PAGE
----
A former prime minister of Libya who was was reportedly abducted by armed men from the Victoria Hotel in Tripoli last Sunday, has been released, after being held for a week by an armed group linked to the country’s UN-backed government, sources said. Relatives of Mr Ali Zeidan said that he arrived in the capital at the invitation of Fayez-al-Serraj, the current prime minister, on August 11. He was about to leave the hotel for a scheduled meeting with Fayez-al-Serraj when he was abducted. It was his first visit to Tripoli since being ousted as prime minister in March 2014. Ali Zeidan, 61, had not been seen since the evening of August 13 as he was detained by armed men at a Tripoli hotel.
“The trip was arranged by the presidential administration; he was met at the airport by a presidential delegation, and they changed his choice of hotel for what they said were security reasons,” said a relative of Mr Zeidan who asked not to be named.
Relatives earlier said they believed Ali Zeidan is being held by the Tripoli Revolutionary Brigade, a powerful local militia that emerged during the uprising to overthrow Gaddafi . Representatives of the family said they had not received any ransom demands.
“There has been a powerful smear campaign against Mr Ali Zeidan as well as unclear allegations of corruption or squandering of public money,” said Saleh el-Marghani, who served as justice minister in Mr Zeidan’s cabinet. “The presence of Zeidan in Tripoli may have been too much for the uncontrollable militias to stomach.”
Zeidan Zeidan, the former prime minister’s son, said he had “no idea” why the brigade might detain his father. “This trip was a fact finding mission to work out how to get the country out of this mess. He wasn’t saying ‘I’m here to reclaim my throne,’ or something,” he said.
Colleagues of Mr Zeidan said two earlier abduction attempts had been prevented by hotel guards, and that the abductors showed up in force on Sunday evening.
Haitham Tajouri, the commander of the Tripoli Revolutionary Brigade, nominally supports the Government of National Unity that Mr Serraj heads.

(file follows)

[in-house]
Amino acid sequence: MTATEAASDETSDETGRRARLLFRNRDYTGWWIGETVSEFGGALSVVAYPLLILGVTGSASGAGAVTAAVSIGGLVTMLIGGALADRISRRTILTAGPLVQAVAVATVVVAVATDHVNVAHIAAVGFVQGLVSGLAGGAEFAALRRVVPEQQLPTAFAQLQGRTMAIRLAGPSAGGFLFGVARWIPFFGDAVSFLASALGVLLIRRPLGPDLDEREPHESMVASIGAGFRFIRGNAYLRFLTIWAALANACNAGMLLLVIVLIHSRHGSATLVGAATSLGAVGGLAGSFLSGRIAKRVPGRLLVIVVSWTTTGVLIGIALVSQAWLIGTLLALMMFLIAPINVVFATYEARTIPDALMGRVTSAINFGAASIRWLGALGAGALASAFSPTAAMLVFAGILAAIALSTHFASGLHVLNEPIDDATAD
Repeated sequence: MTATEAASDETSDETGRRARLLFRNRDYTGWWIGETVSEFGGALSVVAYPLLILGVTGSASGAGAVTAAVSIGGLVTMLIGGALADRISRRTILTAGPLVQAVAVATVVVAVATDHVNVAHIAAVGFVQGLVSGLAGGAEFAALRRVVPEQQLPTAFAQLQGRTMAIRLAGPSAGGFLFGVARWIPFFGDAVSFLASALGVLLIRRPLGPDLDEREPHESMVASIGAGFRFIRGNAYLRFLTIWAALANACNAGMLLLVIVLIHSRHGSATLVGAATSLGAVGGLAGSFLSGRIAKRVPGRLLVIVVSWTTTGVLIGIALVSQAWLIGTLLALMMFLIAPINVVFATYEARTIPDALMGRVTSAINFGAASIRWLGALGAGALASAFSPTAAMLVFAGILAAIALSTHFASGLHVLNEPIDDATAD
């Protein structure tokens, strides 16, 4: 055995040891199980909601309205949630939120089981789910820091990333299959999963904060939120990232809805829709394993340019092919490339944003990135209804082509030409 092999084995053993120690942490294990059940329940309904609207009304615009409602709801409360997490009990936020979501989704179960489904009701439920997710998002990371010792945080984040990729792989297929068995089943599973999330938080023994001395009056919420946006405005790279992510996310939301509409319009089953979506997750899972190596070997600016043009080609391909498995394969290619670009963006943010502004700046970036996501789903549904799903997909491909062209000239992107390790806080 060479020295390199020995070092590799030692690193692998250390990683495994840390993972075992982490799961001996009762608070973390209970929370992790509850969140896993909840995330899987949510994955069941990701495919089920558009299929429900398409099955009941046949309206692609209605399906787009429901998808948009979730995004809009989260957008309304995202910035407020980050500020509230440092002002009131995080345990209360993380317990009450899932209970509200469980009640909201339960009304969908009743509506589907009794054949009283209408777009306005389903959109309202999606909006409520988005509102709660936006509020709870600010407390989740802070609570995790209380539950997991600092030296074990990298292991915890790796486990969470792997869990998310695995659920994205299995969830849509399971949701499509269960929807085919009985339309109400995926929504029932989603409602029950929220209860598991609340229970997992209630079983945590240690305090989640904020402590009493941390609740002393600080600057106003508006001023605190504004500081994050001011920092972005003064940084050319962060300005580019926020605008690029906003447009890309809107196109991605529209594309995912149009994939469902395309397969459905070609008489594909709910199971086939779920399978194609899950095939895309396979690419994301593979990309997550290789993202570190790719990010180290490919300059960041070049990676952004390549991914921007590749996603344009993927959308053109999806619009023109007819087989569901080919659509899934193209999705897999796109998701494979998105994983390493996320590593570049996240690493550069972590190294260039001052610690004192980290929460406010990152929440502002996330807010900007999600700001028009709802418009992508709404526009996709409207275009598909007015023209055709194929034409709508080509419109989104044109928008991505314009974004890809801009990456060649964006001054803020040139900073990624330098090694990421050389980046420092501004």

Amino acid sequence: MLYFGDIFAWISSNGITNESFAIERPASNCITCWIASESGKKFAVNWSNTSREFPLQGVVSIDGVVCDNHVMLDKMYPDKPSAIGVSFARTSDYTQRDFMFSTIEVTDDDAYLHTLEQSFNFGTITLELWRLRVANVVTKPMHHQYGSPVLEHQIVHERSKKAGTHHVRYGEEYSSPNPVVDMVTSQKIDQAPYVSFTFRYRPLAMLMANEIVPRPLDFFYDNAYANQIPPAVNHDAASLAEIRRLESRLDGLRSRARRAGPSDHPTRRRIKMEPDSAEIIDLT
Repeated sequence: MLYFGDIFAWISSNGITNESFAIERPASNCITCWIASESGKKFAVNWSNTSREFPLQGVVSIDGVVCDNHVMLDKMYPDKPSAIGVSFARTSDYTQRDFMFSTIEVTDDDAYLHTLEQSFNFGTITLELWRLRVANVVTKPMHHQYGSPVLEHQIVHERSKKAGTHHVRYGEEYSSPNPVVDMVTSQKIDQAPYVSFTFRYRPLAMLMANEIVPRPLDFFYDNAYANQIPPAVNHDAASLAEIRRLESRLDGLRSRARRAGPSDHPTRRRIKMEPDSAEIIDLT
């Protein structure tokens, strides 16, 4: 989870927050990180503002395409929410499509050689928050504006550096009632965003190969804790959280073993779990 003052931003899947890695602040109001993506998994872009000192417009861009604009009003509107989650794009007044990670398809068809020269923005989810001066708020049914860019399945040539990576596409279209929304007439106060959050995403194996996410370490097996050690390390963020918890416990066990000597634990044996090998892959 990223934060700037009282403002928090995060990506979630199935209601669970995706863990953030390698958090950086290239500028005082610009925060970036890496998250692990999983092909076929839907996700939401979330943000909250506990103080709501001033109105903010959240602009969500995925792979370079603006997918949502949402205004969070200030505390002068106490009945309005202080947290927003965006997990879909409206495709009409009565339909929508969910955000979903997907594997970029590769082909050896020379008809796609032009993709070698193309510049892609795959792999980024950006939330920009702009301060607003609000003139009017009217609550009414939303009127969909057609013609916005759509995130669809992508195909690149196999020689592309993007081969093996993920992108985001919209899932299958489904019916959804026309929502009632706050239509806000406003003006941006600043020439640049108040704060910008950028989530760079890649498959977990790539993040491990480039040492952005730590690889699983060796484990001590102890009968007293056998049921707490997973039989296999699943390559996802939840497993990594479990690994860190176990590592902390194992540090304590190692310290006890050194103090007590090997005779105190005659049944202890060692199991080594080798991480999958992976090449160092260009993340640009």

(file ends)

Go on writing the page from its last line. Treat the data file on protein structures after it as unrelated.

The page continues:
The GNA has attempted to incorporate Mr Tajouri and his militia into Tripoli’s security apparatus but it is not clear what, if any, control Mr Serraj has over the group.
Reports in Libyan media suggested the TRB may have been acting on a warrant issued by Sadiq al-Sour, the Libyan attorney general, apparently relating to allegations of financial misconduct when he was in office.
However Zeidan Zeidan said he had been assured by the attorney general there was no warrant and no court case had been brought.
“If there was a warrant, it would have been an arrest, not a abducting,” he said.
Mr Serraj’s office did not respond to emailed questions on Tuesday. Repeated calls to his press office went unanswered.
Photo: Ali Zeidan former Libya Prime Minister
Mr Ali Zeidan, a diplomat turned human rights lawyer, lived in exile in Geneva for three decades before returning to Libya after the overthrow of Muammar Gadaffi’s regime in 2011.
He served as prime minister in October 2012 but was forced out over his government’s failure to prevent a North Korean-flagged oil tanker loading oil from a rebel-controlled terminal two years later. Mr Ali Zeidan was briefly abducted from a hotel by a militia group in 2013, leading some to speculate that his abduction was a settling of old scores.